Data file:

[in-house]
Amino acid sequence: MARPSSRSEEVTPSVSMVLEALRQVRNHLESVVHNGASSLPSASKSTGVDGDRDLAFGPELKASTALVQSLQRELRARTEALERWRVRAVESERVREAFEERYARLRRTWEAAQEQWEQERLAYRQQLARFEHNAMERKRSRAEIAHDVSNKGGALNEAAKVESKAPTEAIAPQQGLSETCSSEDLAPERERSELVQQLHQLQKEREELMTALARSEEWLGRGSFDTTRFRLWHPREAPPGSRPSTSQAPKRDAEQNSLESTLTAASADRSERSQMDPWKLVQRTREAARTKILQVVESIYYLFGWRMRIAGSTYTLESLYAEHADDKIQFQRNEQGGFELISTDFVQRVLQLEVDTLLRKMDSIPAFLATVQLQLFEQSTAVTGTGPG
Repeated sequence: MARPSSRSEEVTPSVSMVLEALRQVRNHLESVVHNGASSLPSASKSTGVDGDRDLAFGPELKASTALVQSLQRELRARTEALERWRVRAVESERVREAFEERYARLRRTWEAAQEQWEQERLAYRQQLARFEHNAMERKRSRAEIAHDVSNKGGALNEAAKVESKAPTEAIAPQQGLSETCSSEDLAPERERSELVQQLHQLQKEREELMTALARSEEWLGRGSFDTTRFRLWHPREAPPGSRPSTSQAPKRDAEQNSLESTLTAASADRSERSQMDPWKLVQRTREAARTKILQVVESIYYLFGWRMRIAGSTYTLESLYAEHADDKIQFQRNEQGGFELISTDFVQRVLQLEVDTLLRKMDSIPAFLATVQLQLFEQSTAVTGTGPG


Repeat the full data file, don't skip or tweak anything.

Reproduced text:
[in-house]
Amino acid sequence: MARPSSRSEEVTPSVSMVLEALRQVRNHLESVVHNGASSLPSASKSTGVDGDRDLAFGPELKASTALVQSLQRELRARTEALERWRVRAVESERVREAFEERYARLRRTWEAAQEQWEQERLAYRQQLARFEHNAMERKRSRAEIAHDVSNKGGALNEAAKVESKAPTEAIAPQQGLSETCSSEDLAPERERSELVQQLHQLQKEREELMTALARSEEWLGRGSFDTTRFRLWHPREAPPGSRPSTSQAPKRDAEQNSLESTLTAASADRSERSQMDPWKLVQRTREAARTKILQVVESIYYLFGWRMRIAGSTYTLESLYAEHADDKIQFQRNEQGGFELISTDFVQRVLQLEVDTLLRKMDSIPAFLATVQLQLFEQSTAVTGTGPG
Repeated sequence: MARPSSRSEEVTPSVSMVLEALRQVRNHLESVVHNGASSLPSASKSTGVDGDRDLAFGPELKASTALVQSLQRELRARTEALERWRVRAVESERVREAFEERYARLRRTWEAAQEQWEQERLAYRQQLARFEHNAMERKRSRAEIAHDVSNKGGALNEAAKVESKAPTEAIAPQQGLSETCSSEDLAPERERSELVQQLHQLQKEREELMTALARSEEWLGRGSFDTTRFRLWHPREAPPGSRPSTSQAPKRDAEQNSLESTLTAASADRSERSQMDPWKLVQRTREAARTKILQVVESIYYLFGWRMRIAGSTYTLESLYAEHADDKIQFQRNEQGGFELISTDFVQRVLQLEVDTLLRKMDSIPAFLATVQLQLFEQSTAVTGTGPG